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Author Notes:

Correspondence: idris.guessous@hcuge.ch.

IG, MB and DP designed the study.

SEY, MP, BP, DA, GE, NA, MM, FP, BV, APB, PYM, MB, CBE, MB, IG participated actively to data acquisition.

DP, IG, MB analyzed the data.

DP and IG wrote the manuscript.

The authors would like to express their gratitude to the participants of the SKIPOGH study and to the investigators who have contributed to the recruitment, in particular Marie-Odile Levy, Guler Gök-Sogüt, Ulla Schüpbach, and Dominique Siminski.

The authors declare that they have no competing interests.

The funding organization had no role in the design and conduct of the study; collection, management, analysis, and interpretation of data; and preparation, review or approval of the manuscript.

The datasets generated during and/or analyzed during the current study are not publicly available due to sensitivity of the data, as it may compromise individual privacy, but may be available from Professors Murielle Bochud (main coordinator of the SKIPOGH study) and Professor Idris Guessous, on reasonable request.


Research Funding:

The SKIPOGH study is supported by a grant from the Swiss national science foundation (FN 33CM30-124087).


  • Science & Technology
  • Life Sciences & Biomedicine
  • Nutrition & Dietetics
  • Caffeine
  • Paraxanthine
  • Theophylline
  • Urinary excretion
  • Questionnaire
  • Population-based

Relation of 24-hour urinary caffeine and caffeine metabolite excretions with self-reported consumption of coffee and other caffeinated beverages in the general population

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Journal Title:

Nutrition and Metabolism


Volume 13


, Pages 81-81

Type of Work:

Article | Final Publisher PDF


Background: Caffeine intake is generally estimated by self-reported consumption, but it remains unclear how well self-report associates with metabolite urinary excretion. We investigated the associations of self-reported consumption of caffeinated drinks with urinary excretion of caffeine and its major metabolites in an adult population. Methods: We used data from the population-based Swiss Kidney Project on Genes in Hypertension (SKIPOGH) study. Consumption of caffeinated coffee, decaffeinated coffee and other caffeinated beverages was assessed by self-administered questionnaire. Quantification of caffeine, paraxanthine, theobromine and theophylline was performed by ultra-high performance liquid chromatography tandem mass spectrometry in 24-h urine. Association of reported consumption of caffeinated drinks with urinary caffeine derived metabolites was determined by quantile regression. We then explored the association between urinary metabolite excretion and dichotomized weekly consumption frequency of caffeinated coffee, with Receiver Operator Characteristic (ROC) analysis. Results: In the present analysis, we included 598 individuals (52% women, mean age =46 ± 17 years). Self-reported caffeinated coffee intake was positively associated with 24-h urinary excretions of paraxanthine, theophylline and caffeine (p < 0.001), whereas reported intakes of decaffeinated coffee and other caffeinated beverages showed no association. In ROC analysis, optimal discrimination between individuals consuming less than one caffeinated coffee/week, vs. at least one coffee, was obtained for 24-h urinary paraxanthine (Area Under Curve (AUC) = 0.868, 95% Confidence Interval (CI) [0.830;0.906]), with slightly lower performance for theophylline and caffeine, whereas theobromine did not allow any discrimination. Conclusion: Our results suggest that reported consumption of caffeinated coffee is positively associated with 24-h urinary excretion of caffeine, paraxanthine, and theophylline, and may be used as a marker of caffeine intake for epidemiological studies.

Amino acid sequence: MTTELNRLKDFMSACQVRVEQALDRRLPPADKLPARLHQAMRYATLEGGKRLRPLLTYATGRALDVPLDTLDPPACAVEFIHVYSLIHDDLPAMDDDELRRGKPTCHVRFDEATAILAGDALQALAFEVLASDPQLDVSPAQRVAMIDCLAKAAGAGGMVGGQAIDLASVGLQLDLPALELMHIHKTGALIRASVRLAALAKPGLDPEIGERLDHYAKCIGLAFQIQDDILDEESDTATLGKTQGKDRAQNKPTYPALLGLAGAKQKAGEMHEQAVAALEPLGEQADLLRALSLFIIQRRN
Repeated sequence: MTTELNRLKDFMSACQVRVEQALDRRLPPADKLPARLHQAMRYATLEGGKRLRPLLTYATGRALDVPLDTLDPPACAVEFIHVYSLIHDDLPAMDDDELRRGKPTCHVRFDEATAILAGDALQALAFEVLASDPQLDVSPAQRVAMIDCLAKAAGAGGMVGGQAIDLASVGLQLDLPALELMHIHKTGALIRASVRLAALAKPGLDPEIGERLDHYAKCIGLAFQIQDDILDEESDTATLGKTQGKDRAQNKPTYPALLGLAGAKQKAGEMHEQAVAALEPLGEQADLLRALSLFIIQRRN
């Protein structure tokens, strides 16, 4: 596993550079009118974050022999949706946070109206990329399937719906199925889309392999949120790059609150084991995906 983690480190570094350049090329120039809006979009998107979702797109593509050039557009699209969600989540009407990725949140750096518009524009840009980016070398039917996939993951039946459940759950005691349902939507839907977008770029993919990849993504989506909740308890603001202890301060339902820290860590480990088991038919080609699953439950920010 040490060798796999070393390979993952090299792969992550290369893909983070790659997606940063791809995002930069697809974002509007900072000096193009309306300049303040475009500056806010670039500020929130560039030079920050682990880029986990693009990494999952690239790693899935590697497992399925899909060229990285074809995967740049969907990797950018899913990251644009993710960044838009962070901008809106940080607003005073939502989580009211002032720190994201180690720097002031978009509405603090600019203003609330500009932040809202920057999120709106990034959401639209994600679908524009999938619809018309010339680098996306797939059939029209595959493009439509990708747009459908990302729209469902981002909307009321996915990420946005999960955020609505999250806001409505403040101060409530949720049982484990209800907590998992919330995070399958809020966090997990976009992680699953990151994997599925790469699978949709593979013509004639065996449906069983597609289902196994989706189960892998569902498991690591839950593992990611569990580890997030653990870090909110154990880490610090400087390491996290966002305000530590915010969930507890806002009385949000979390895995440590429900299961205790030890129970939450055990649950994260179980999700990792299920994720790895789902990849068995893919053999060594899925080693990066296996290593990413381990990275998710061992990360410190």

Copyright information:

© 2016 The Author(s). The Creative Commons Public Domain Dedication waiver (http://creativecommons.org/publicdomain/zero/1.0/) applies to the data made available in this article, unless otherwise stated.

This is an Open Access work distributed under the terms of the Creative Commons Attribution 4.0 International License (https://creativecommons.org/licenses/by/4.0/).
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